Loosen the belt

The clas­sic re­fined lunchtime took a beat­ing in re­cent years in favour of a pulled pork roll or a bowl of noo­dles at the desk, says Lucinda O’Sul­li­van. How­ever, lav­ish lunchtimes are on the rise again and Greenes in Cork is a great place to en­joy one

Sunday Independent (Ireland) - Life - - APPETITES -

With the cor­po­rate world not dar­ing to be seen win­ing and din­ing in pub­lic dur­ing the lean years, the more for­mal-style lunch trade dis­ap­peared, which was a huge loss to high-end restau­rants. How­ever, it’s mak­ing an ap­pear­ance again, par­tic­u­larly in Dublin. Lunch­ing is a great way to try Miche­lin-star venues and other top spots with­out break­ing the bank. You mightn’t get the sliver of foie gras or the sprin­kle of caviar — but you get to ex­pe­ri­ence the level of cook­ing, pre­sen­ta­tion and ser­vice.

Spot­ting re­cently that Greenes Restau­rant, at Ho­tel Isaacs in Cork, has just in­tro­duced a two/three­course lunch at €22/€25, I popped along with my friend Rena to give the lunch menu a whirl. The food here has al­ways been good, but the ar­rival of Bryan McCarthy as head chef about 18 months ago, has raised the bar con­sid­er­ably.

A na­tive of the beau­ti­ful vil­lage of Glan­dore in west Cork, McCarthy was pre­vi­ously at Spring­fort Hall in Mal­low. Though we’ve seen a lot of am­bi­tious young chefs in Dublin lately, there hadn’t been a lot hap­pen­ing at the finer end of Cork’s din­ing scene. Sit­ting around on the judg­ing pan­els for the ma­jor awards, as I do, McCarthy’s name con­sis­tently popped up when it came to Mun­ster. He won the RAI’s Best Chef in Cork 2015, and, more re­cently, in the Food&Wine Mag­a­zine Restau­rant of the Year Awards 2016, Greenes took the Best Restau­rant — Mun­ster award, with McCarthy com­ing in sec­ond to Wade Mur­phy of 1826 Adare as Best Chef — Mun­ster.

Greenes has the un­usual vis­ual aspect of a 60ft rocky wa­ter­fall right out­side its win­dow. The menu of­fered a quar­tet of starters, mains and desserts, as well as a five-course tast­ing menu at €49.50 per per­son (Thurs­day to Sun­day — avail­able for the whole ta­ble only). Stick­ing to three cour­ses, we were first brought a zingy ly­chee and lime

a frothy foam sprin­kled with green tea pow­der.

amuse, es­puma

Mul­ti­ple ‘Best Ir­ish Chef ’ award win­ner Su­nil Ghai has been daz­zling peo­ple with his food. Pickle, his new eatery with the bril­liant Benny Ja­cob, is serv­ing north-In­dian food in a set­ting based on the old Irani cafes of Bom­bay. Tra­di­tional tif­fin lunch boxes are com­plete in them­selves, but other dishes are avail­able. Price: Tra­di­tional tif­fin lunch­boxes, €11-€14 Try: Kash­miri Tif­fin Box — prawns, len­tils, rice, naan, pickle, veg­eta­bles and ke­bab, €14 Drinks: Wine, soft drinks One of the most pop­u­lar venues, and al­ways abuzz, Pichet has had a ma­jor re­vamp, show­cas­ing Chef Stephen Gib­son’s great food to even bet­ter ad­van­tage. A mod­ern take on a clas­sic bistro, think pork fil­let with white onion risotto and pinenut gre­mo­lata; or pea soup with Iberico ham cro­quette. Price: One/two/three-course lunch €15/€20/€25 Try: Chicken breast with sauer­kraut, Morteau sausage and len­tils Drinks: The works Dis­creetly tucked away in a former mews coach house, Ea­monn O’Reilly’s el­e­gant restau­rant is the older sib­ling of The Green­House. Here, chef Ciaran McGill is serv­ing up some of the finest French-style con­tem­po­rary clas­sic food in Dublin. They are also open for lunch, which is fab­u­lous, at week­ends. Price: Two-course lunch, €25; desserts, €6 Try: Braised beef short rib served with glazed shal­lot, cep and truf­fle Drinks: Ex­ten­sive wine list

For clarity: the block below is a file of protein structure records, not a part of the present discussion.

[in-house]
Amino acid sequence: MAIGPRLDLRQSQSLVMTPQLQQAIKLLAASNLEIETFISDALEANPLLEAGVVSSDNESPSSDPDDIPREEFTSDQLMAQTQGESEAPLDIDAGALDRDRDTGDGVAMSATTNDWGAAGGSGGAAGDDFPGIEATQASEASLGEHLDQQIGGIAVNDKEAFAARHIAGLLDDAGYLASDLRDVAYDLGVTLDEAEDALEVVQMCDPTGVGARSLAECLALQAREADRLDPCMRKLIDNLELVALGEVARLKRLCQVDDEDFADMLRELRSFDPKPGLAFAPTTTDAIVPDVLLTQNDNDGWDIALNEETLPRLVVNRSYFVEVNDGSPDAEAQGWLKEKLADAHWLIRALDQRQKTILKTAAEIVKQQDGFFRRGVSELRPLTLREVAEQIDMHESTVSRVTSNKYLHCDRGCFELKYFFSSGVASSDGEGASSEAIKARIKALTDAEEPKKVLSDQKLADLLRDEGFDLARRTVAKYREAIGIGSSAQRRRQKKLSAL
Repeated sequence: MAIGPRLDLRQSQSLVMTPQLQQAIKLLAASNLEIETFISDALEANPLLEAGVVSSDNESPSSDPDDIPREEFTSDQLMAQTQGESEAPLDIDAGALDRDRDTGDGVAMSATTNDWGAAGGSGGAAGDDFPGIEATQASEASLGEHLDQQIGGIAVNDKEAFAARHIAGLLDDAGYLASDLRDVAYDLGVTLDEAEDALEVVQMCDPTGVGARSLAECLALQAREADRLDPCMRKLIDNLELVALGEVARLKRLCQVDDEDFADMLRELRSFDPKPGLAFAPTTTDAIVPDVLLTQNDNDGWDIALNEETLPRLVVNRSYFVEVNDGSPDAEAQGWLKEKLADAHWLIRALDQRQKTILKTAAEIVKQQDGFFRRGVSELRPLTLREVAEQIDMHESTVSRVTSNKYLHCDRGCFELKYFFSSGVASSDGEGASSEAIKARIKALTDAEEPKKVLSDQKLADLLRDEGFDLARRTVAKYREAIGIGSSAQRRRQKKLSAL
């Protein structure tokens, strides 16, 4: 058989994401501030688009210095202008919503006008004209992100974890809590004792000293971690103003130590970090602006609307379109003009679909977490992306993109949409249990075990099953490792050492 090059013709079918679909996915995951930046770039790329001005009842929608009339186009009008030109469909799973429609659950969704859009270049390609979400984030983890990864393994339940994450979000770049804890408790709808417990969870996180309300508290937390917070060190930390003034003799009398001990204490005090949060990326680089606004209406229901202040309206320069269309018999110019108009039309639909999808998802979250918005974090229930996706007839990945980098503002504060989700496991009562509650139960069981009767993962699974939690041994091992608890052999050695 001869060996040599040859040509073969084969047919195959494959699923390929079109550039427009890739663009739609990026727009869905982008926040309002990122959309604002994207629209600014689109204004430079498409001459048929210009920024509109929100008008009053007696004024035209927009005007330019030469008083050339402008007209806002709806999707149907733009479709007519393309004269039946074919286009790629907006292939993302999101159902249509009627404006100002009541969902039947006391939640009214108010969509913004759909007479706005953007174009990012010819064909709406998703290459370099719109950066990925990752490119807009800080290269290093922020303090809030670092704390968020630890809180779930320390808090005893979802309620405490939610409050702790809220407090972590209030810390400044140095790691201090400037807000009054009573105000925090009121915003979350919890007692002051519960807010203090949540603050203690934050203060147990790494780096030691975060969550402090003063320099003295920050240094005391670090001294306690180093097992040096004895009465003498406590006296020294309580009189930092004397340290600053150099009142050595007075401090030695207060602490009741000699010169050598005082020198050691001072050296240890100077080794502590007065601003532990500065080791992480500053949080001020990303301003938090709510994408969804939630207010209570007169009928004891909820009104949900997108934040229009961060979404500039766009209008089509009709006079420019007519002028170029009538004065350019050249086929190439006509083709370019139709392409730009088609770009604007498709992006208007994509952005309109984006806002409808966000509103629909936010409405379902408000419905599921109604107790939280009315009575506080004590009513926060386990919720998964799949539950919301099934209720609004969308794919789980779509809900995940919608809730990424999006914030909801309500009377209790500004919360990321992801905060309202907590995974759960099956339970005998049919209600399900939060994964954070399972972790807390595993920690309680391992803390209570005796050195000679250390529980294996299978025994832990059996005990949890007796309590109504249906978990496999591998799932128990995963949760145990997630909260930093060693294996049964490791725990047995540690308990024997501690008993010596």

Rena’s starter of pork belly and black pud­ding was con­trasted with the light, fresh flavours and tex­tures of ap­ple, cele­riac and cider, all sit­ting per­fectly on a black plate. I had mack­erel and crab, which again was beau­ti­fully pre­sented, with sliv­ers of mack­erel high­lighted by glis­ten­ing blobs of squid ink and cu­cum­ber purees, a of crab, nas­tur­tium leaves and radish wafers. Mains in­cluded braised feather blade of beef with mush­room, cele­riac, onion and kale; or a chicken dish. A sub­stan­tial, de­li­ciously-flavoured Bal­ly­houra mush­room risotto, spiked with Coolea cheese, gar­lic scapes (flow­er­ing buds), and

pep­pers, was topped off with pur­ple potato crisps, and Rena loved it. I chose the fish of the day — hake with sea veg­eta­bles and a cream. The hake was per­fectly cooked, with a nice crispy skin, but they were out of sam­phire, and there was noth­ing very dis­tinc­tive about the green­ery and green beans be­neath it, or the dashi cream, so that was fine, but a bit bland. We also had a side of baby pota­toes (€2).

We fin­ished off on a high note with sub­lime, art­ful pre­sen­ta­tions of choco­late pe­can tart with bar­ley, caramel pop­corn and salt; and a woodruff cream pud­ding with rasp­berry, pis­ta­chio, iced cof­fee, but­ter­milk, honey and white choco­late.

They have a good wine list, with a lot of wines avail­able by the glass and 500ml carafes, which I al­ways love to see. So, with a carafe of Marlborough Hunky Dory Sau­vi­gnon Blanc 2015 (€23), bot­tled wa­ter (€4.80) and ser­vice, our bill came to €87.30. As it tran­spired, McCarthy wasn’t at the stove on our visit, but his team held up well. It was great value, and I would heartily rec­om­mend a visit.

quenelle dulce dashi cre­meux

Greenes 48 MacCur­tain Street, Cork. Tel: (021) 455-2279 gree­nes­restau­rant.com


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